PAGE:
A specific subset of immune cells could be targeted to better treat inflammatory bowel disease (IBD). A new University of Alabama at Birmingham study points out a population of cells that initiates and maintains the autoimmune reaction responsible for this chronic disease.
The new finding offers the chance for developing new therapeutic targets to treat – potentially even cure – IBD and other autoimmune diseases, should they also be involved. “We think these cells could be in a number of auto-inflammatory diseases,” explained Laurie Harrington, PhD. “Our hope is, if we could treat these cells, it could be curative.”
IBD includes Crohn’s disease and ulcerative colitis, which are mostly differentiated by which part of the gastrointestinal (GI) tract is affected by inflammation. In Crohn’s disease, inflammation usually affects any part of the GI tract, most often the lower small intestine. People with ulcerative colitis have inflammation in the large intestine and rectum.
Patients with either type of IBD experience diarrhea, abdominal pain, rectal bleeding, weight loss, and fatigue due to prolonged inflammation and damage in the GI tract. As an autoimmune disease, IBD represents a mistake in the immune response. Activity in the immune system is safe and necessary in the context of a bacterial or viral infection, but when immune cells accidentally target the body’s own tissues (in the case of IBD, cells of the GI tract), autoimmune diseases develop. Researchers know that IBD is caused by errors in immune activity, but any specific details beyond that concept are not understood.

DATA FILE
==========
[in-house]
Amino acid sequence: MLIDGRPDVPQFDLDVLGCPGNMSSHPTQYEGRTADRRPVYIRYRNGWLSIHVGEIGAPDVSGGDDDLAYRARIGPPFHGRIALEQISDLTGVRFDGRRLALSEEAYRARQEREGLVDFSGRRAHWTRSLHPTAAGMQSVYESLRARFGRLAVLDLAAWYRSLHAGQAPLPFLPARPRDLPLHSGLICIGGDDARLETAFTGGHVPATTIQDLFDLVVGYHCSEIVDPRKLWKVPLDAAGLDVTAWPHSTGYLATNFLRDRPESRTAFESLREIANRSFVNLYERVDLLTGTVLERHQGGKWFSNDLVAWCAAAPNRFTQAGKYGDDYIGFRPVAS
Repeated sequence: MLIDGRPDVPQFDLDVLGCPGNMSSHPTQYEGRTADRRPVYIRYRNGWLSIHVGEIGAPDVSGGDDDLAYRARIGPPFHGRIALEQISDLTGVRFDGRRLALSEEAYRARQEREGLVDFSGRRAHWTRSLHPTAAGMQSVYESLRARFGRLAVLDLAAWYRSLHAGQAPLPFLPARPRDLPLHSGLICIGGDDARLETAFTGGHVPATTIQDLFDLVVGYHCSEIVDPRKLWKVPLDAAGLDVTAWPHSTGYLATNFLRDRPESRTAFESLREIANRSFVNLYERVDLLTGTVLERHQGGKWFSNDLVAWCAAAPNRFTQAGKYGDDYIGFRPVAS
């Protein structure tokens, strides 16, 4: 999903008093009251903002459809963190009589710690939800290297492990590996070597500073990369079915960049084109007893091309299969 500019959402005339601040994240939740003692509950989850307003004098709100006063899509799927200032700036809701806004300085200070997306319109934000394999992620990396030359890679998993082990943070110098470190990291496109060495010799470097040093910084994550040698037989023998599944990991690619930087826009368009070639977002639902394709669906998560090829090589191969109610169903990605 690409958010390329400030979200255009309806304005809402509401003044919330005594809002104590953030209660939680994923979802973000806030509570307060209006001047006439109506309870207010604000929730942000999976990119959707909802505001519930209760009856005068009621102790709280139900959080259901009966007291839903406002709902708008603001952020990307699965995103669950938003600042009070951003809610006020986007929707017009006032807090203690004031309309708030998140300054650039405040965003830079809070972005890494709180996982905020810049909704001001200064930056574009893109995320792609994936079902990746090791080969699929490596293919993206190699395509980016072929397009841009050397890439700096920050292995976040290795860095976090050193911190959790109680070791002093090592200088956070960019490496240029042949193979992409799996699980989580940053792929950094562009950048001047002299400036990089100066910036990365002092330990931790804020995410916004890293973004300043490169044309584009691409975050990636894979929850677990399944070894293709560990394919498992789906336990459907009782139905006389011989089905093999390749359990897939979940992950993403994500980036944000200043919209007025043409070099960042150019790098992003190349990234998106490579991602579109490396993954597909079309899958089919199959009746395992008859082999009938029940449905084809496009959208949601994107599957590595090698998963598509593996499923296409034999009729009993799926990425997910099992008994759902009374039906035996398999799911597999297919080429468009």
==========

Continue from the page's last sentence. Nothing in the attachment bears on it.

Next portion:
In the present study, researchers studied a specific chemical messenger, a cytokine called interferon-gamma. It’s produced excessively by CD4 T cells, indicating a potential role in IBD pathology. CD4 T cells eventually differentiate into T helper cells of the adaptive immune system. In the new study, they looked at CD4 T cells in a mouse model of ulcerative colitis.
They found that CD4 T cells, depending on how they differentiated, were either pathogenic or not. Those cells that produced interferon-gamma could not confer colitis when transferred to healthy mice, but the cells that did not produce interferon-gamma did cause disease.
The same cells showed a similar genetic profile to stem cells, sharing a similar transcriptional signature. This observation indicated that these cells could also self-renew and resist the process of programmed cell death, called apoptosis.
The present study was published in Journal of Experimental Medicine.